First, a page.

It's not all about shaking hands. Taking time to go to a LSAC recruiting forum or a law school recruiting fair can be worth your while if you use the time wisely. Law school admissions personnel read thousands of files every year, but they don't get to meet more than a couple hundred applicants face to face. Use this time to shine.
What's the point?
First, there's something magical about being able to put a face on a name. When I was the person behind the recruiting table, I kept track of people. If you took the time to come up to me and express sincere interest in my school, you got a star by your name (literally) and a personal, handwritten note on your acceptance or waitlist letter. You probably got that far because I kept an eye out for you, and even if there was little difference between you and most of my mid-range applicants, it was harder to reject you because I liked you—all because you took those few minutes to introduce yourself.
However, if the applicant seemed obnoxious, crazy, high-maintenance, or cocky, the decision to meet me backfired. If you spent 20 minutes telling me how you have a 147 LSAT but you just know you could do better if your dog didn't keep dying on test day, you'd get a star by your name too—but not a good one.
So, here are some do's and don'ts for law school forum and recruiting events:
[Learn more about law school forum events]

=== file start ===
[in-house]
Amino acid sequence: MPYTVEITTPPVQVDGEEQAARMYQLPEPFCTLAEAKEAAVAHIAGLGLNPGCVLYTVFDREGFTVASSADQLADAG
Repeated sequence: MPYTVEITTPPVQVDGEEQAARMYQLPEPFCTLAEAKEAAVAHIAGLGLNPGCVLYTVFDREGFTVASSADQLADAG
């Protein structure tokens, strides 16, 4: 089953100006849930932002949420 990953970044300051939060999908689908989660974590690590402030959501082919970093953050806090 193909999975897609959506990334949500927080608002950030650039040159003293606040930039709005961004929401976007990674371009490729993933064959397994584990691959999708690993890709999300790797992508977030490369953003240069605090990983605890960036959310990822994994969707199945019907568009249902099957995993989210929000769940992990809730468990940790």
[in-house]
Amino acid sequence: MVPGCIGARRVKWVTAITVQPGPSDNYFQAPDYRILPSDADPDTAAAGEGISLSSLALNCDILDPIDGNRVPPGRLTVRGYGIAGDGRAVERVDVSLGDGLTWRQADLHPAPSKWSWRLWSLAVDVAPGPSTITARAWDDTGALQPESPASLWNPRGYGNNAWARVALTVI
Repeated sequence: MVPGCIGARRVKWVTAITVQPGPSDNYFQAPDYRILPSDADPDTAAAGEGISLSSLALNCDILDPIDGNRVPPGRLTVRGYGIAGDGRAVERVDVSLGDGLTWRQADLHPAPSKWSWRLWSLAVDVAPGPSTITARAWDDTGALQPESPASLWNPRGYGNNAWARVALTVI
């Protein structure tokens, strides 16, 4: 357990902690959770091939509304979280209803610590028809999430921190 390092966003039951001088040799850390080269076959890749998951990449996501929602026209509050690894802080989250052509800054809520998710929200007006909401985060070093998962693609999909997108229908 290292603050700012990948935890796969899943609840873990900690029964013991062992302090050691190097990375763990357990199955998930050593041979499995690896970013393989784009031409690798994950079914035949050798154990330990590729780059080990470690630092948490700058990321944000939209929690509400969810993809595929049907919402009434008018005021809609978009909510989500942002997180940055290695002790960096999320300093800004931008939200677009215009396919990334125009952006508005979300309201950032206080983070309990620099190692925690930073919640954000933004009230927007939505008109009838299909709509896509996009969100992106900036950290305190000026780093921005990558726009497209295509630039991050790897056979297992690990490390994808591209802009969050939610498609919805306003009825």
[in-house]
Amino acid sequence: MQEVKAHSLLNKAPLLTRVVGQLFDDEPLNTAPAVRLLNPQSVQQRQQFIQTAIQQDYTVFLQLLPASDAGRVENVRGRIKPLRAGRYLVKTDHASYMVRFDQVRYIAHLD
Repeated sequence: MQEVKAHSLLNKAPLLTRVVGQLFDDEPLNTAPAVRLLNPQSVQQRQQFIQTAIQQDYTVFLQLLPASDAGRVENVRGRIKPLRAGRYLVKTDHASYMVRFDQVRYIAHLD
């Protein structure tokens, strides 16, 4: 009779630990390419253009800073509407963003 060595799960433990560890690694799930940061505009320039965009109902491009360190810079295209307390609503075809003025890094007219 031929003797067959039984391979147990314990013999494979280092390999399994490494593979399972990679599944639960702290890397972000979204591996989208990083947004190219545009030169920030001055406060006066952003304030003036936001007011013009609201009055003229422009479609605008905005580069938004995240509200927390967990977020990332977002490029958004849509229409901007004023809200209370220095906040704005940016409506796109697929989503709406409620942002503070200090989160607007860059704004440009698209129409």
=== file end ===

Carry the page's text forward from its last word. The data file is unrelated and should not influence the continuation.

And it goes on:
DO dress respectably, if not professionally.
DO bring a business card or résumé (just in case, but you don't have to hand it out to everyone).
DO keep track of the people you meet and get their contact information so you can follow up appropriately after the event.
DO approach people at schools where you plan to apply.
DO attempt to learn about a few schools you didn't know much about before.
[Get more advice from law school admissions officials.]
DO NOT ask a school what its "medium" LSAT score is. (My personal favorite)
DO NOT ask a school its ranking.
DO NOT ask for an application fee waiver within the first 30 seconds of visiting a table.
DO NOT take up more than 2-3 minutes of someone's time when there are other people waiting.
Some people ask me whether they should attend the LSAC Forum (aka the "zoo") or their college's graduate and professional school day. Pick the on-campus day every time unless you know that a school you are very interested in will not be at that event. How do you find out? Email the law school and ask. On-campus events are more laid back and less crowded (especially if you go at off-hours) so you'll get more quality time with the school's representative.